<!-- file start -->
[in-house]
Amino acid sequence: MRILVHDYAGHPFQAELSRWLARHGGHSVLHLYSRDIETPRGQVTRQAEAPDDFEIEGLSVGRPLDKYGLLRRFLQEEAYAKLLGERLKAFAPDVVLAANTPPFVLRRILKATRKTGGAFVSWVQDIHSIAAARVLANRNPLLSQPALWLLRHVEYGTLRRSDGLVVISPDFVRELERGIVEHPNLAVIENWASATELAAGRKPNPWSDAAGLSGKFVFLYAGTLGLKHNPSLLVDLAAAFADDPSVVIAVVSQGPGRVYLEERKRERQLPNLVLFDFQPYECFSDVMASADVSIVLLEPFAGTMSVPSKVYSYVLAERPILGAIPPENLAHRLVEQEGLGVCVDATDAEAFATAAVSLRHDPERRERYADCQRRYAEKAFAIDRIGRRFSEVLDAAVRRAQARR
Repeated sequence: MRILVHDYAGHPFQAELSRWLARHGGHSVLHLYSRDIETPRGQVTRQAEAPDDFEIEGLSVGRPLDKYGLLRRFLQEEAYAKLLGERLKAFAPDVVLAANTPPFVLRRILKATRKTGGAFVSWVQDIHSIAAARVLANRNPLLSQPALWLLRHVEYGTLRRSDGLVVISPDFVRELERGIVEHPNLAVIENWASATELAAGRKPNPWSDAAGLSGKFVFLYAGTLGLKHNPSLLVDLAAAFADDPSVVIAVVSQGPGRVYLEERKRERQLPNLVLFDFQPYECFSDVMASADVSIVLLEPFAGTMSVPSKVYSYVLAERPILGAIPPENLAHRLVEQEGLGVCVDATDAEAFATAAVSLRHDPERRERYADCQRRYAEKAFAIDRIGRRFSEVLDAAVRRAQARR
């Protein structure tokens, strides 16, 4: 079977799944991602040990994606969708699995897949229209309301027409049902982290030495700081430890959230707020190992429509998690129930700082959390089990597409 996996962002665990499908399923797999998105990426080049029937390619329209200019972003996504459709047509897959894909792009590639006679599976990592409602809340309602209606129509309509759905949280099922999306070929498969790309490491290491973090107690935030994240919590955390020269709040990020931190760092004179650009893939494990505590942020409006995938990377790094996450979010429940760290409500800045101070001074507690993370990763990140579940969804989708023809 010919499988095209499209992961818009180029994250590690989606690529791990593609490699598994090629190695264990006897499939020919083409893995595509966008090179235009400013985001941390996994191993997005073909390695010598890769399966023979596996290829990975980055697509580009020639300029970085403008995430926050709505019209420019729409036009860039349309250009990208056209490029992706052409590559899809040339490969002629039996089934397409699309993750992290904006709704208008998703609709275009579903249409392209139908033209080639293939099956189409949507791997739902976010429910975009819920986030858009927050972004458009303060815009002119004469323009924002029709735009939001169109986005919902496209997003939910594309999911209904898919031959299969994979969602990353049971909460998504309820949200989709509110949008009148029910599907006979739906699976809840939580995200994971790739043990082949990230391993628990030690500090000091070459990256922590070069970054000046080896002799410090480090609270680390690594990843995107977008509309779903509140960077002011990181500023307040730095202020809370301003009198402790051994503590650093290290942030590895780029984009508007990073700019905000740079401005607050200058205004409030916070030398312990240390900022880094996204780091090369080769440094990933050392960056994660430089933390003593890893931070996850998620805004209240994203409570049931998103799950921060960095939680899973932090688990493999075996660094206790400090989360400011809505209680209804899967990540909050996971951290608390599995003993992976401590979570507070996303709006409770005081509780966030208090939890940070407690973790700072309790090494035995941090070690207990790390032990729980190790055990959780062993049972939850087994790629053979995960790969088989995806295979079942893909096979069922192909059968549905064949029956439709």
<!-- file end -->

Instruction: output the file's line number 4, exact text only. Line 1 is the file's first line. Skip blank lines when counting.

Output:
């Protein structure tokens, strides 16, 4: 079977799944991602040990994606969708699995897949229209309301027409049902982290030495700081430890959230707020190992429509998690129930700082959390089990597409 996996962002665990499908399923797999998105990426080049029937390619329209200019972003996504459709047509897959894909792009590639006679599976990592409602809340309602209606129509309509759905949280099922999306070929498969790309490491290491973090107690935030994240919590955390020269709040990020931190760092004179650009893939494990505590942020409006995938990377790094996450979010429940760290409500800045101070001074507690993370990763990140579940969804989708023809 010919499988095209499209992961818009180029994250590690989606690529791990593609490699598994090629190695264990006897499939020919083409893995595509966008090179235009400013985001941390996994191993997005073909390695010598890769399966023979596996290829990975980055697509580009020639300029970085403008995430926050709505019209420019729409036009860039349309250009990208056209490029992706052409590559899809040339490969002629039996089934397409699309993750992290904006709704208008998703609709275009579903249409392209139908033209080639293939099956189409949507791997739902976010429910975009819920986030858009927050972004458009303060815009002119004469323009924002029709735009939001169109986005919902496209997003939910594309999911209904898919031959299969994979969602990353049971909460998504309820949200989709509110949008009148029910599907006979739906699976809840939580995200994971790739043990082949990230391993628990030690500090000091070459990256922590070069970054000046080896002799410090480090609270680390690594990843995107977008509309779903509140960077002011990181500023307040730095202020809370301003009198402790051994503590650093290290942030590895780029984009508007990073700019905000740079401005607050200058205004409030916070030398312990240390900022880094996204780091090369080769440094990933050392960056994660430089933390003593890893931070996850998620805004209240994203409570049931998103799950921060960095939680899973932090688990493999075996660094206790400090989360400011809505209680209804899967990540909050996971951290608390599995003993992976401590979570507070996303709006409770005081509780966030208090939890940070407690973790700072309790090494035995941090070690207990790390032990729980190790055990959780062993049972939850087994790629053979995960790969088989995806295979079942893909096979069922192909059968549905064949029956439709």